National Football League head coaches are a tight-lipped breed who would rather say something nice about a sportswriter than comment on anything outside their narrow purview. But Sean Payton had to speak out.
"Two hundred years from now, they're going to look back and say, 'What was that madness about?,'" said the New Orleans Saints head coach about the gun sickness that devastates the United States. The coach was saddened and angered by the shooting death of former New Orleans defensive end Will Smith, and as he said in a telephone interview with USA Today, "If this opinion in Louisiana is super unpopular, so be it."
Mr. Payton arrived at his opinions on gun violence long before the respected Mr. Smith, who was going to join the Saints' coaching staff this fall, was gunned down on April 9 in an apparent road rage incident. The coach, who grew up in suburban Chicago, told USA Today that he was influenced by his father, who described to his son the gun-related tragedies he encountered in his job as an insurance claims adjuster. Mr. Payton said he was later influenced by the time he spent playing for a British football league.
"I've heard people argue that everybody needs a gun," Mr. Payton told the newspaper. "That's madness...There are places like England where even the cops don't have guns."
The specific circumstances of the shooting, which began with a minor car accident, remain unclear. Mr. Smith apparently had a gun in his car, which didn't save him, undermining the claim of gun apologists that the answer to gun violence is "good guys" with guns. The attorney for the man charged with killing Mr. Smith asserts that the former player displayed the gun, which may enable his client to employ the disgraceful "stand your ground" defense used infamously by George Zimmerman in Florida to avoid jail time for gunning down Trayvon Martin.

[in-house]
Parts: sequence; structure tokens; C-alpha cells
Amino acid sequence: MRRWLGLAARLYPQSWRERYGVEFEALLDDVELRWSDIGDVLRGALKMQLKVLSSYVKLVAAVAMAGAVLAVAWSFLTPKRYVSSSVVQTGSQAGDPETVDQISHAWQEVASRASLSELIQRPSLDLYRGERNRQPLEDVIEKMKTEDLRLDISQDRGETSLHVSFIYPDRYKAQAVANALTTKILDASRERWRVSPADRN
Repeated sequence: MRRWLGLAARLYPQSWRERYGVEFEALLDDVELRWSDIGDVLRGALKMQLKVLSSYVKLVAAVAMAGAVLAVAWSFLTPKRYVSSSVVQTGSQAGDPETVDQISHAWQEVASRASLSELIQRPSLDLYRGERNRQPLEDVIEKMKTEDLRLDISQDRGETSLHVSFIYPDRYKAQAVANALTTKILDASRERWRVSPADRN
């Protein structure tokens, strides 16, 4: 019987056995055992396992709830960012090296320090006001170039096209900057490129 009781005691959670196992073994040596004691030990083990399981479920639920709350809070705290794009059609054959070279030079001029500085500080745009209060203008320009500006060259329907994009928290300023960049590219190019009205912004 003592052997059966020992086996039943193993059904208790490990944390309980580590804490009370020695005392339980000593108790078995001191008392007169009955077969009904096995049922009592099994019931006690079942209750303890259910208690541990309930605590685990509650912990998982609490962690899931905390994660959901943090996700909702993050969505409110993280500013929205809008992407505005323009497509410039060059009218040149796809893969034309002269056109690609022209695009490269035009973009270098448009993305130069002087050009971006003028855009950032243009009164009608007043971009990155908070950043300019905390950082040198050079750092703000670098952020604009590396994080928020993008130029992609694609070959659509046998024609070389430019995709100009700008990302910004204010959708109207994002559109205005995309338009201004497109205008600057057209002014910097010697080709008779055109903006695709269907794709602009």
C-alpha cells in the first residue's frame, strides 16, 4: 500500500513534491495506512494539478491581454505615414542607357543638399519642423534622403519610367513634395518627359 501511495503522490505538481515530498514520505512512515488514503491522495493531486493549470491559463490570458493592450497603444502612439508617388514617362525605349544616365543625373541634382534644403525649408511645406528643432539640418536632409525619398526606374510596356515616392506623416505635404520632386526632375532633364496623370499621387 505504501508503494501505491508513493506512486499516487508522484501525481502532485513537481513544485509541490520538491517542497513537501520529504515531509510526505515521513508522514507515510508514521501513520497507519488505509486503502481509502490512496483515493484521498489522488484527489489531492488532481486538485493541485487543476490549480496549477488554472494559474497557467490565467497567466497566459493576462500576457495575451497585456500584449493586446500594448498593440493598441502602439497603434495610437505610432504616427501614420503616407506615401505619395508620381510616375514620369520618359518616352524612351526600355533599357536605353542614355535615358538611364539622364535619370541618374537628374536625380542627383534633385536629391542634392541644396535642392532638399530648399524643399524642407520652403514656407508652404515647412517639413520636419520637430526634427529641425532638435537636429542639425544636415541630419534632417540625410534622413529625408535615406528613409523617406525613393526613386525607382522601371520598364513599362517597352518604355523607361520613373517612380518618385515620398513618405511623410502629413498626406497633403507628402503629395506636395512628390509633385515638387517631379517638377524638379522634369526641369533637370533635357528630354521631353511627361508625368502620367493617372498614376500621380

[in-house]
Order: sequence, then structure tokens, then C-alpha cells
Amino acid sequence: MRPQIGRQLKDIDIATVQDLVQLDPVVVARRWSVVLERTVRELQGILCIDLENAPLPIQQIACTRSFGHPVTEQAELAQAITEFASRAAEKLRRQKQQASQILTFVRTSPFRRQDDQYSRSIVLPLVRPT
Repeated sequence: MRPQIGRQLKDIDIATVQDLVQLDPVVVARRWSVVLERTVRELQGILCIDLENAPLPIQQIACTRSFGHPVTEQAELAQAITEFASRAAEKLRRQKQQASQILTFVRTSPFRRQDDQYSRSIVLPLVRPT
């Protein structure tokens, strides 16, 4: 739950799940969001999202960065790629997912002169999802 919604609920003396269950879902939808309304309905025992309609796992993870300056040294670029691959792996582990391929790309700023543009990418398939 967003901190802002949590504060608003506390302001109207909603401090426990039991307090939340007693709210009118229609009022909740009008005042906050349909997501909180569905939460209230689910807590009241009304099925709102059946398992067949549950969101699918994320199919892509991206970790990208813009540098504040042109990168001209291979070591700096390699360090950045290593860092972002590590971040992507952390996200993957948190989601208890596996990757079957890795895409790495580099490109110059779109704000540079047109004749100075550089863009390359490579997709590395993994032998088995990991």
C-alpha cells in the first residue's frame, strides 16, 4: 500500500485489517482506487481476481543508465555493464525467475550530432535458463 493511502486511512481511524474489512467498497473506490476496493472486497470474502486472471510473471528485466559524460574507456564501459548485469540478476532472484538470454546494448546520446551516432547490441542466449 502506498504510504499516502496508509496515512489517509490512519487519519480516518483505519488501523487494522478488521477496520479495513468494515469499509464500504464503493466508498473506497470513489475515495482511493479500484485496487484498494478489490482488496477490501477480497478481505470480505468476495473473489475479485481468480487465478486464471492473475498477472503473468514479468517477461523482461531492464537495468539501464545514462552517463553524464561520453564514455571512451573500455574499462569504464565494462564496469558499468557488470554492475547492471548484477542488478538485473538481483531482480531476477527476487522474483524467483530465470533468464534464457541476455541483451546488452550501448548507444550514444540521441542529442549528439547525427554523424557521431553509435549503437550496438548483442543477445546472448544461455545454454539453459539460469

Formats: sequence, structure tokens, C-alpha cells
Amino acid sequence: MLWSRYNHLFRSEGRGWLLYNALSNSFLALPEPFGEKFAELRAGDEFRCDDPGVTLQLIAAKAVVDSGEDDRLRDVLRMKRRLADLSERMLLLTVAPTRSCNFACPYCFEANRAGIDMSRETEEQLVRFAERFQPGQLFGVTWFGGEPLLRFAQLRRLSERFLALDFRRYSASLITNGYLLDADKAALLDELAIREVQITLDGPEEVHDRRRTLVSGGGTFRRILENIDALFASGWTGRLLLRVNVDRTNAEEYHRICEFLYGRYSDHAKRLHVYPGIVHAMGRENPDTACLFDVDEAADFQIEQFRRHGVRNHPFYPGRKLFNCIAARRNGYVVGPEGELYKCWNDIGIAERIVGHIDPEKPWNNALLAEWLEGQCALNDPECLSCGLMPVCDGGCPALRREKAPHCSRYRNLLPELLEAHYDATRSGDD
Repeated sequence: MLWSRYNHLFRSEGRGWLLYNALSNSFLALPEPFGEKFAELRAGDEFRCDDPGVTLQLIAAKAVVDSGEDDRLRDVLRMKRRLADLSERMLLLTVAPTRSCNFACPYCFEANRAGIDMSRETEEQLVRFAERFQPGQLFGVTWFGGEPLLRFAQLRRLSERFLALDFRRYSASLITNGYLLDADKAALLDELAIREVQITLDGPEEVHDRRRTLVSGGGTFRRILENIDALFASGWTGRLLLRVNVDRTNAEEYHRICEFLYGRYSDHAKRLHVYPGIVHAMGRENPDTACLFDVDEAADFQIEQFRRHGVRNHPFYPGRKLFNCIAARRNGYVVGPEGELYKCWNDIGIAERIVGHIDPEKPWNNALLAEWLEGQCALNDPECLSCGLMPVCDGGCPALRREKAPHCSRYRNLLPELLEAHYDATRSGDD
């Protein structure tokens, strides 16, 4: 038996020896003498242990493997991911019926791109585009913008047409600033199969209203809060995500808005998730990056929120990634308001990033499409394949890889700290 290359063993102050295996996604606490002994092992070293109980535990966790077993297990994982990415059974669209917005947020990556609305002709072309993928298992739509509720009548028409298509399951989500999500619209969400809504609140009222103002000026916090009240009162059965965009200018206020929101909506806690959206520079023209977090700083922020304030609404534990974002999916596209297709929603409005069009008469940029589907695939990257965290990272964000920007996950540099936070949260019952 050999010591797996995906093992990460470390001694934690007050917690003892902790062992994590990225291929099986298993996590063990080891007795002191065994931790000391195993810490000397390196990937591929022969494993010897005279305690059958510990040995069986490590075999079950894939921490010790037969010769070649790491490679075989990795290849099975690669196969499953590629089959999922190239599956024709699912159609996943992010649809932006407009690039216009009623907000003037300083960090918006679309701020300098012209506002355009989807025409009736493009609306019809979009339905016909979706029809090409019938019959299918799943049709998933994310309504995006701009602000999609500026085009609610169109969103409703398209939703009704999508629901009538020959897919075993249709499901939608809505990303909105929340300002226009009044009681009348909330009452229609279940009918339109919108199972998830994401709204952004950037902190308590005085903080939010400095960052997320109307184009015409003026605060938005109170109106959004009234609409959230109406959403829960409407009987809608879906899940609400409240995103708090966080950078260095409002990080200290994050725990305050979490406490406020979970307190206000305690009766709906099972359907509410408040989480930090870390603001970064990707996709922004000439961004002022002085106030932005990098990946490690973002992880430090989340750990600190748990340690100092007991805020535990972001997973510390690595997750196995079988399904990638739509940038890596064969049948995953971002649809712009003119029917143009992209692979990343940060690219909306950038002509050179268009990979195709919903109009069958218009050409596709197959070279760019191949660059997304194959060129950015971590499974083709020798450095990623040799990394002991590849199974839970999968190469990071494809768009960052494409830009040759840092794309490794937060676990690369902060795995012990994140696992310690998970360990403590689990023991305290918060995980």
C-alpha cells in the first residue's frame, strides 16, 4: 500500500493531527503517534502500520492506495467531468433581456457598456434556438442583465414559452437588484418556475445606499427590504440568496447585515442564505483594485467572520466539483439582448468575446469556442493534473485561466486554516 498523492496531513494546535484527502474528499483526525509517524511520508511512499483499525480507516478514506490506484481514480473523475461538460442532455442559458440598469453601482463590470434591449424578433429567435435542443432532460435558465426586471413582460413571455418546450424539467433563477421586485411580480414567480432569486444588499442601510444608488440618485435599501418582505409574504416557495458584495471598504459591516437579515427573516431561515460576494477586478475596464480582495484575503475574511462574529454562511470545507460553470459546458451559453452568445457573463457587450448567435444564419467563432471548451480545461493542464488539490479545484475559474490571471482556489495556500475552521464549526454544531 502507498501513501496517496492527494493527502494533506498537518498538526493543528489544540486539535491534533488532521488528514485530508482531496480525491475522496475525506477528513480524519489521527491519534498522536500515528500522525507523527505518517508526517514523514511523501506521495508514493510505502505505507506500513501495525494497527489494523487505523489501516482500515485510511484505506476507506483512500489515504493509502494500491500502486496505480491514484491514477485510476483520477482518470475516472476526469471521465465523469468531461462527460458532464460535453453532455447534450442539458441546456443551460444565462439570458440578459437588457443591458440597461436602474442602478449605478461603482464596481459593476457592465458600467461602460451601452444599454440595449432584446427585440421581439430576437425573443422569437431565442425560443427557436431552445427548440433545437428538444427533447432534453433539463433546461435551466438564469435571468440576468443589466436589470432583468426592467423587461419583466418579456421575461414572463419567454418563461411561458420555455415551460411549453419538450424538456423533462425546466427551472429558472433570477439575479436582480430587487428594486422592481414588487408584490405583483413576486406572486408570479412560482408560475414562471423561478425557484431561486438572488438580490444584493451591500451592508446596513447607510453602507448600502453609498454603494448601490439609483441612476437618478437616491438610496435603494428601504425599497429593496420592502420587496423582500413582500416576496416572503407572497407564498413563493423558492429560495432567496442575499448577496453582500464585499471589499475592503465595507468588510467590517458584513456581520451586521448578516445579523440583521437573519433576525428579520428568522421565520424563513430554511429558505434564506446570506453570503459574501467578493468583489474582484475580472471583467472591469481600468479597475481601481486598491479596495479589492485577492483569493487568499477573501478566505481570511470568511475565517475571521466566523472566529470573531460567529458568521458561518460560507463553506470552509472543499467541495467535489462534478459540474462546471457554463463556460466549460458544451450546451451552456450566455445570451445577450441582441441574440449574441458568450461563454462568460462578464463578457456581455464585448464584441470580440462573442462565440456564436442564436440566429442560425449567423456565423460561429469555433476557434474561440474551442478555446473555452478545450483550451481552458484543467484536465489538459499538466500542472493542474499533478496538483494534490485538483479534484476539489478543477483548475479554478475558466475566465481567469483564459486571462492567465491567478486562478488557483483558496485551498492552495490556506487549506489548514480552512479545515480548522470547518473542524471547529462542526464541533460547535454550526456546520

If Mr. Smith wasn't a well-known athlete, his shooting death wouldn't have even made the news. Coach Payton observed to USA Today that shooting deaths are common in New Orleans' poorer neighborhoods, and it took the shooting of a local celebrity in one of the city's wealthier districts to attract the interest of a media and public that would have shrugged indifferently otherwise. "Our city is broken," declared the coach.
So is the nation. In a potentially promising step toward healing, however, a Connecticut Superior Court judge last week ruled that a lawsuit against the Remington Arms Company filed by families of 10 victims of the 2012 Newtown school shooting could continue. The families maintain that the company "unethically" and "immorally" promoted a weapon designed for military use to civilian buyers. Gun manufacturers and dealers whose irresponsible behavior leads to deaths must be accountable.
Last Thursday, on the same day that lobbyists from the National Shooting Sports Foundation came to Washington to meet with congressmen, families of gun violence advocates and groups advocating tougher measurers also came to Washington. Among those who spoke at a rally was Senator Edward Markey, a Massachusetts Democrat, who decried Republican efforts to prevent the Centers for Disease Control from even studying the gun violence issue. "Let's give the medical, scientific and public-health community the resources they need to help end the gun violence scourge," urged the senator.
We hope that Mr. Payton wasn't correct when he implied that it will take two centuries before Americans look back at the gun mayhem that costs 90 lives a day in the United States and wonder how that was allowed to happen. Polls indicate that most Americans support tougher gun violence laws, but a National Rifle Association concerned only with its clients, and congressmen bought off by and fearful of the NRA, won't allow it to happen. This is discouraging, but the fight for gun sanity must continue to be fought. Lives depend on it.